In 1991, towards the end of my nurse training, I managed to get a specialist Psychology placement with Professor Max Birchwood and his team. They were developing innovative Early Detection and Intervention for Psychosis programmes at the newly opened Archer Centre at All Saints. The encouragement from Max, Martin Preston (Head of Services at the time) and other psychologists working in Birmingham led me to consider clinical psychology as a possible career trajectory, however much the odds were stacked against it. The next seven years were dedicated to further studies, professional training and getting some more relevant clinical experience as a community psychiatric nurse. 

I obtained a place on the clinical doctorate programme at Birmingham. It was a steep learning curve, but I am grateful for all the opportunities my training went on to afford me. A particular highlight during training was the opportunity to be supervised by Professor Peter Trower for the research component of my clinical doctorate in the field of psychosis and persecutory delusions.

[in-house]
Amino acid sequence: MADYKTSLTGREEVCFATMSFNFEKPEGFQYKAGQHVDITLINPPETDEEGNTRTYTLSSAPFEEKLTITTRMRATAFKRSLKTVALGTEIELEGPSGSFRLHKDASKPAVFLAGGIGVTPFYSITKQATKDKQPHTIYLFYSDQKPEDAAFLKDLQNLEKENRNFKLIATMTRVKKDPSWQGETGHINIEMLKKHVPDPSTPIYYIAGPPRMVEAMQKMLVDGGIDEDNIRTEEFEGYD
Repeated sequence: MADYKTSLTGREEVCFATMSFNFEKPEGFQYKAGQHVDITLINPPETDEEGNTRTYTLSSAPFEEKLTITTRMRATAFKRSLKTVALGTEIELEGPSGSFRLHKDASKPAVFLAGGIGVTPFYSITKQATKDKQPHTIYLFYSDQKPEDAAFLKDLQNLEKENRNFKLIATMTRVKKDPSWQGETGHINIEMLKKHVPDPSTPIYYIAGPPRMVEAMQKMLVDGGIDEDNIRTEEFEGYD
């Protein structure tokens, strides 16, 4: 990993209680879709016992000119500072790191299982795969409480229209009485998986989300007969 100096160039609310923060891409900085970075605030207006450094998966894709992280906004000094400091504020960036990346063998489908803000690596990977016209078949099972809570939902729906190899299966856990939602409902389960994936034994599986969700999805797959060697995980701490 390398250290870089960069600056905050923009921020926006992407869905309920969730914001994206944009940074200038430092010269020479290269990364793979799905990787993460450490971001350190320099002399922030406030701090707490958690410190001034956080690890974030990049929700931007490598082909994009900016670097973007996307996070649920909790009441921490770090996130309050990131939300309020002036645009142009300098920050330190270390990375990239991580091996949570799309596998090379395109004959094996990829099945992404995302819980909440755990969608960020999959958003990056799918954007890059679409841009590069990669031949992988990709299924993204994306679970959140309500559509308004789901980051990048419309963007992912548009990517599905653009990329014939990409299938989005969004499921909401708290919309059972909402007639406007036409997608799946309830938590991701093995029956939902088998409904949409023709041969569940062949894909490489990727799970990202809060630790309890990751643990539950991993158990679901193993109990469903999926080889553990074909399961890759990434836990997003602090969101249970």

Fundamentally, I see the role of clinical psychology as working as part of a team and with people to improve lives and systems through collaborative working, team building and engendering inclusive, supportive modes of working.

I have observed and worked through broadly three different ‘eras’ of psychological practice: psychologists working as part of departments (separate from other services), psychologists working as specialist psychology led services (sometimes co-linked with other services) and psychologists working as part of more integrated, multidisciplinary teams (integrated with other services).